Social media companies including Google and Facebook have urged the EU to “immediately” start labeling content and images generated by artificial intelligence as part of a package of moves to combat fake news and disinformation from Russia.
At the same time, the EU has warned Twitter that it faces “swift” sanctions if it does not comply with new digital content laws that come into effect across the bloc on 25 August.
Elon Musk’s company quit the EU’s voluntary code of practice two weeks ago. It could be fined up to 6% of its global revenue – a £145m penalty, based on recent estimated earnings – or be banned across the EU if it does not operate under the aegis of the Digital Services Act.
As part of the wider effort to combat Russian disinformation, the EU has also asked Facebook and others to put more resources into fact-checking in minority language content and in eastern Europe, where Russian disinformation campaigns are considered to be a threat.
“This is not business as usual; what the Russians want is to undermine the support of the public opinion of our citizens for the support of Ukraine,” said Věra Jourová, a European Commission vice-president, announcing the new package.
“We simply have to defend our interests, our democracy; we have also to defend our, I will say it, fight and war because what we do is support your claim to win the war.”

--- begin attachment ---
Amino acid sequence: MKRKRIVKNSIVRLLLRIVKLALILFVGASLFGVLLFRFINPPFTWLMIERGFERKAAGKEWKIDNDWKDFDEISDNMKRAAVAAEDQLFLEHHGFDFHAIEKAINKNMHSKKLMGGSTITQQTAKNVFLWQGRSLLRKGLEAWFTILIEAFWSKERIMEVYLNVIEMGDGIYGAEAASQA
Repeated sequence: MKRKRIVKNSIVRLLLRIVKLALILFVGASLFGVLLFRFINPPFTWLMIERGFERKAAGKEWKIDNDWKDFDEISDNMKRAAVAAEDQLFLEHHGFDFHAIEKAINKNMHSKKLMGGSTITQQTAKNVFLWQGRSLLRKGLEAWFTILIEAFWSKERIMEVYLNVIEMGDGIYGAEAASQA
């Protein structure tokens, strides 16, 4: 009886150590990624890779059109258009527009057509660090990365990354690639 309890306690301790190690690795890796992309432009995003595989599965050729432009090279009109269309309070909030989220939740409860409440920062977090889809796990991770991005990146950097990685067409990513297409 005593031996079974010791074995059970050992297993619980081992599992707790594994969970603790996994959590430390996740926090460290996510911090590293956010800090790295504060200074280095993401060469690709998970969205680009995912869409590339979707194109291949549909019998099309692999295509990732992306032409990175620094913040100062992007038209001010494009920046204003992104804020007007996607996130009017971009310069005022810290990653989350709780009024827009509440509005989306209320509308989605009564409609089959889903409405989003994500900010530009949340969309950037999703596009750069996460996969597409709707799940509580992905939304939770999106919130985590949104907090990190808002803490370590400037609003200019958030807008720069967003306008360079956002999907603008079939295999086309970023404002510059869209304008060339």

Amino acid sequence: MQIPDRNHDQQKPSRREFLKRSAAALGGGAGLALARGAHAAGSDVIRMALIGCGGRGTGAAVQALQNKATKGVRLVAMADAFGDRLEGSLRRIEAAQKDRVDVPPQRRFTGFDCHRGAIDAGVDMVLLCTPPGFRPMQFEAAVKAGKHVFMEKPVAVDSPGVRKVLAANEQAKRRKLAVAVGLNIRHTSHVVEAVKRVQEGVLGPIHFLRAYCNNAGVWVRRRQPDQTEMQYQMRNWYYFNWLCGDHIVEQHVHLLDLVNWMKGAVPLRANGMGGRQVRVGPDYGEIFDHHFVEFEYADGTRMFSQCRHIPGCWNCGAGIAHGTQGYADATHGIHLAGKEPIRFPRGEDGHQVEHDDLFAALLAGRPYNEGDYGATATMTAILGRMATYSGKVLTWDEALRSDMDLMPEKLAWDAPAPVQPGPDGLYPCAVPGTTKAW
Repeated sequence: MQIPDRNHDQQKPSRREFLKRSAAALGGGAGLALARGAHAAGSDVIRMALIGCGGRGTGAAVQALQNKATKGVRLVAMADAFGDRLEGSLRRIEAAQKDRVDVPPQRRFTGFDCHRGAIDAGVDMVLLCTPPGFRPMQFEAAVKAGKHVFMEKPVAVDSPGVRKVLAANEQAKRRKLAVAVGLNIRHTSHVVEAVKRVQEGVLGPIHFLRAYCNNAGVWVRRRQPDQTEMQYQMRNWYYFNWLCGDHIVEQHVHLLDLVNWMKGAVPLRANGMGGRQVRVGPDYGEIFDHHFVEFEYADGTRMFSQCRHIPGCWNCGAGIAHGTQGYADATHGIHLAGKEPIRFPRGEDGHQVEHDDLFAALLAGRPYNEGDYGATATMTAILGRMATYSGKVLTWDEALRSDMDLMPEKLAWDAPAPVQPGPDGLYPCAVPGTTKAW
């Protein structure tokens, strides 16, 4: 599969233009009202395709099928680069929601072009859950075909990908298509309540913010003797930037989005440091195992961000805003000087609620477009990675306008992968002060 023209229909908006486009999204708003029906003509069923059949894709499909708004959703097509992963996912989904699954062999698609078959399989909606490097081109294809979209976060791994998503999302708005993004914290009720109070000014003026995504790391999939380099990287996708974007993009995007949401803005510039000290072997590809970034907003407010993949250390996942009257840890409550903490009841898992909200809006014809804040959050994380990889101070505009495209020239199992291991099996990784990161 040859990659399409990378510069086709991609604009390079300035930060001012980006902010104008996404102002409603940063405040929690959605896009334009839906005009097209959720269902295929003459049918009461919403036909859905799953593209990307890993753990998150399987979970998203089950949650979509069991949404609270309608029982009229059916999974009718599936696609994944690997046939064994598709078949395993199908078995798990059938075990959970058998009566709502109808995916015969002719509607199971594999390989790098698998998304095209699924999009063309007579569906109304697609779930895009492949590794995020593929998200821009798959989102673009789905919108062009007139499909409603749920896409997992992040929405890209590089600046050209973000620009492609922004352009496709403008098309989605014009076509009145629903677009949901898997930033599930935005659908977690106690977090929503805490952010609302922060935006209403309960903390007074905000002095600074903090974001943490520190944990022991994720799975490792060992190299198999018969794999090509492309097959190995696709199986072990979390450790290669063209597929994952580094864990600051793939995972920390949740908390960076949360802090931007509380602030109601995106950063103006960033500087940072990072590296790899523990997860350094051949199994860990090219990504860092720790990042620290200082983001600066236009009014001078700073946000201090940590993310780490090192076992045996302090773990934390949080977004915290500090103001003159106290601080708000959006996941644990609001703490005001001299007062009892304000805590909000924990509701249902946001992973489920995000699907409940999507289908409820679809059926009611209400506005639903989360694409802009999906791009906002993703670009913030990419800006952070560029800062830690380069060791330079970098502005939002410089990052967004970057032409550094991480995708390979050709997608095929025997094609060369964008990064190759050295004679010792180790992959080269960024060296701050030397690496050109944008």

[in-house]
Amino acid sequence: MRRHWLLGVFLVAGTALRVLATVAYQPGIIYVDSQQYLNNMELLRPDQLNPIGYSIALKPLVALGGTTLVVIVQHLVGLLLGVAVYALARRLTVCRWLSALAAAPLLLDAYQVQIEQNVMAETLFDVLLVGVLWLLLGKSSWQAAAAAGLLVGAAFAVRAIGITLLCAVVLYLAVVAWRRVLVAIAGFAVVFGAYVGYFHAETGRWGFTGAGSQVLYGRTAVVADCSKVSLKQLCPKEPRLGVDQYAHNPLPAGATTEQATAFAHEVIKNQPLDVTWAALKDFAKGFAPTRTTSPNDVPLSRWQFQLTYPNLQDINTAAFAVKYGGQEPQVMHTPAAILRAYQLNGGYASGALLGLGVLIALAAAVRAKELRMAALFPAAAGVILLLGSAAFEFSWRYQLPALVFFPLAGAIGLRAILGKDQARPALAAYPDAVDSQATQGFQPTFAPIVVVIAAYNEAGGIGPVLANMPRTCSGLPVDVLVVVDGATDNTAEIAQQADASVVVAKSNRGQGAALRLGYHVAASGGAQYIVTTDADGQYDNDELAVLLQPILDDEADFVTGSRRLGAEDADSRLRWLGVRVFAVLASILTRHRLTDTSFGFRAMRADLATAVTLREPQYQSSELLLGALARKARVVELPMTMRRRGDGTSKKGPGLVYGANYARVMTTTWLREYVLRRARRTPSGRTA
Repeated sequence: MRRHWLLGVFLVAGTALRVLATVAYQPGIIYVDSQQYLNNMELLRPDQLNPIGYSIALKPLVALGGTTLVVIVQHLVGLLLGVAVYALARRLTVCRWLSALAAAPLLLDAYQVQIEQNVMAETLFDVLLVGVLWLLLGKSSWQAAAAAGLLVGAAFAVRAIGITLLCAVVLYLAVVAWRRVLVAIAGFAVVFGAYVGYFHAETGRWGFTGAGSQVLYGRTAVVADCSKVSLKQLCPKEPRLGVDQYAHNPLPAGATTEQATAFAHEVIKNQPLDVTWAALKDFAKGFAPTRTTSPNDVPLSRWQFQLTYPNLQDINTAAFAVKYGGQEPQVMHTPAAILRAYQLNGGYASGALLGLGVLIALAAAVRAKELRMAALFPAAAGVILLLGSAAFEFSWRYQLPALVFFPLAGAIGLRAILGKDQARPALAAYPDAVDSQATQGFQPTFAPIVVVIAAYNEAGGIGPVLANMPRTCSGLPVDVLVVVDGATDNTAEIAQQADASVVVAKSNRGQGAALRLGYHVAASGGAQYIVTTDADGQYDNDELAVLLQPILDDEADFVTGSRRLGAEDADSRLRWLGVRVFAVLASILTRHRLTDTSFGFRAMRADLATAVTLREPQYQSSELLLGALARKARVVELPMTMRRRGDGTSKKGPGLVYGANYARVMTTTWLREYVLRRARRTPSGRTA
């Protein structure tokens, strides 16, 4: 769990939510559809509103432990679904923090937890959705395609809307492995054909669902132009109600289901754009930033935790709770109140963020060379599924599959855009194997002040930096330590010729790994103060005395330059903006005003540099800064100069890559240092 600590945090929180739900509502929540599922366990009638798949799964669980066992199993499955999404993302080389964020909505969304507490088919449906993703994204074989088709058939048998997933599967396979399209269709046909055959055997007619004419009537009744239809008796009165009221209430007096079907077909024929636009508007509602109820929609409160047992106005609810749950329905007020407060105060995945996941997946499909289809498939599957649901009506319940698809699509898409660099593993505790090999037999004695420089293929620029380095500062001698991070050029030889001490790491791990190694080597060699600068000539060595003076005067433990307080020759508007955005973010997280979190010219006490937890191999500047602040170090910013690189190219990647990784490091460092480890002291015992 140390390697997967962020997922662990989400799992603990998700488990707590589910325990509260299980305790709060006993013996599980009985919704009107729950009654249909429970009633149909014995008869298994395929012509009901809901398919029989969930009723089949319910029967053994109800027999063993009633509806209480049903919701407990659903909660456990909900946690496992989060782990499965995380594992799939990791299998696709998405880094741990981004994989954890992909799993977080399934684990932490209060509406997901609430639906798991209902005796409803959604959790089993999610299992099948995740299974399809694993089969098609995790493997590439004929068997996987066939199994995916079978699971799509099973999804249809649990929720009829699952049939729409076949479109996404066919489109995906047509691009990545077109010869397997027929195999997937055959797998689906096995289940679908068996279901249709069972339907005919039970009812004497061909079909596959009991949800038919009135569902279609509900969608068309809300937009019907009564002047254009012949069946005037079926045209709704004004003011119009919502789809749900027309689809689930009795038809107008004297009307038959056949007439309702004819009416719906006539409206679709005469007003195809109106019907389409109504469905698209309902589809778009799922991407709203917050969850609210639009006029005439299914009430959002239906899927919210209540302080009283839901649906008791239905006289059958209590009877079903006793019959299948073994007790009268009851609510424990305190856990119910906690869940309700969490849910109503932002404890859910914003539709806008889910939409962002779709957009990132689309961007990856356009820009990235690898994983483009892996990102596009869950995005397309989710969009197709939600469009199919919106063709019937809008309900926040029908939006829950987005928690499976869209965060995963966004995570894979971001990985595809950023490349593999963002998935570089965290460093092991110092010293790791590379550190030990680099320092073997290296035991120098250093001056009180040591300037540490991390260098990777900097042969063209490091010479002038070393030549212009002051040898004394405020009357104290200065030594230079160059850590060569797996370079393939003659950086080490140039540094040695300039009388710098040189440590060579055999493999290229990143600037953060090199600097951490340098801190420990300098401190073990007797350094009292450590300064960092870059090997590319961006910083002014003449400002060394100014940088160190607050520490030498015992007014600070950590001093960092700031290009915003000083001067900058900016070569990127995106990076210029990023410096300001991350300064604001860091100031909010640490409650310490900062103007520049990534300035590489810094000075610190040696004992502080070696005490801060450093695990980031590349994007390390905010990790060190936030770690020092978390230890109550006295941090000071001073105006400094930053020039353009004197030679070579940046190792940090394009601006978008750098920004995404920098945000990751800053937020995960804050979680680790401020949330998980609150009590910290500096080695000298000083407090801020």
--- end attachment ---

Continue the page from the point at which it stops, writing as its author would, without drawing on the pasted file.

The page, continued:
The EU is widely seen as the leader in regulation of tech companies. It is developing separate laws on artificial intelligence with the code of practice – agreed by 44 companies including TikTok and YouTube – viewed as the route to prepare for the new regulatory regime.
Twitter’s decision to quit the voluntary code was seen as a hostile move, with Jourová describing it on Monday as “a mistake.”
Many believe the commission will not hesitate to make an example of Twitter to show the DSA has teeth.
“Twitter has chosen the hard way. They chose confrontation. This was noticed very much in the commission. I know the code is voluntary but make no mistake, by leaving the code, Twitter has attracted a lot of attention, and its actions and compliance with EU law will be scrutinized vigorously and urgently,” Jourová said.
The EU is asking companies to label AI content in a meaningful way that will register with users while scrolling and distracted by other things.
They want a user to be able to “clearly see” that the content is not produced by real people and be labeled with words such as “this is the robot talking.”
Jourová said it behooved social media companies to combat the potential “dark side” of AI, which has the potential to fake events and voices within seconds.
She met the Google chief executive, Sundar Pichai, ten days ago and asked him whether it had the technology to detect fake news.
“His answer was: ‘Yes, but we are developing technologies further,’” she said.